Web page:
The home purchase decision is influenced more by the cost per month than by the listing price. By using the Closing Factor you reduce the buyer’s interest payments in the early years when his budget may be tight.  A 25% reduction in interest charges results from a subsidy of 1.5% for a prevailing rate of 6%. It helps the buyer to get the home he wants now by lowering his effective interest rate and covering part of his monthly payment. Applying 3% of the selling price to the standard CF gives the buyer lower early year payments than if you’d cut the price by 15-20%!  That leverage is more than 5 to 1!

The buyer also benefits because he can typically deduct that seller-prepaid interest immediately for tax purposes.


The Standard Closing Factor gives a 1.5% interest rate reduction for 3 years for 3 points. The Factor typically gives the buyer lower monthly payments than if you had cut the price by 15-20%. Use the calculator on the left to see how it can work for you.  Here’s one example of how it might be used:

Conventional Financing The Closing Factor

Payments are reduced by over 15% by allocating 2.4% of the selling price to the Closing Factor!!

The Custom Closing Factor: The Closing Factor also can be customized to fit the seller's budget and the buyer’s needs and income prospects. The amount of rate reduction and the length of time may be adjusted to fit the individual buyer’s circumstances.


Roll your mouse over the graph to see another option.

 Home price: $500,000
Buyer's Offer: $450,000  Down Pmnt: $90,000
 Interest Rate: 6%

 Cost of Factor: $12,300
 Buyer also receives a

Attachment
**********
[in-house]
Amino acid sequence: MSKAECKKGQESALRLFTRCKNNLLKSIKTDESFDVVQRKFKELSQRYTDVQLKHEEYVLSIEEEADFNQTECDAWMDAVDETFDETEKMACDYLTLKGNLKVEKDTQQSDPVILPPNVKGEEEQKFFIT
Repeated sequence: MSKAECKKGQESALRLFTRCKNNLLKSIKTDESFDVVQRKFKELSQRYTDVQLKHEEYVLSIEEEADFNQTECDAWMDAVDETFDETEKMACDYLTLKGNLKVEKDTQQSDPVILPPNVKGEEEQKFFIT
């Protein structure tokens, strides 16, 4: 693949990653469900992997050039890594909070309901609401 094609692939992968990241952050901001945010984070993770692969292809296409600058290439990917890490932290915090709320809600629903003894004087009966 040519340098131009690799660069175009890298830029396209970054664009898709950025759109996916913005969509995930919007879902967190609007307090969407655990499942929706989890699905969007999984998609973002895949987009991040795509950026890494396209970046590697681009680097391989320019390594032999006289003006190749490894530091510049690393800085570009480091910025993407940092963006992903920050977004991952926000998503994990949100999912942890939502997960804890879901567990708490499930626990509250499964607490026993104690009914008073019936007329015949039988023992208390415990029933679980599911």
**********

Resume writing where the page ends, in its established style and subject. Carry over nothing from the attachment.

$12,300 tax deduction

Assume a house is listed for $500,000 and a buyer offers $450,000, comprised of a $90,000 down payment and a $360,000 mortgage. The mortgage payments would be $2158/mo on a 6% fixed, 30 year instrument.

Obviously, any counter offer by the seller above $450,000 would increase the buyer’s monthly and/or down payments.

Using the Closing Factor could actually DECREASE the buyer’s payments:
If the seller counters with the Closing Factor giving an effective 1.5% interest break for 3 years and a $500,000 selling price, the buyer might now borrow $410,000 and still put $90,000 down. The Factor, costing 3 points ($12,300), would subsidize the new monthly payments by $380/mo and payments would be $2,078 for the first 3 years. Therefore, even though the price of the house is $50,000 greater, the monthly payments would actually be less than in the buyer’s offer by 4%. Payments would increase after 3 years, but the buyer would have a cumulative benefit for almost 4 years. In that time it is likely that the buyer’s cash flow will improve and he will have had opportunities to sell or to refinance.

The tax deductibility of the prepaid interest might also be viewed as a way to effectively lower the down payment. For example, a buyer with a 33% marginal tax bracket might benefit by $4,100 ($12,300/3), yielding a “net down payment” of $85,900.

A seller who concludes that he needs to compromise to close would be well served by offering the Closing Factor instead of cutting his price, or in combination with a smaller price reduction.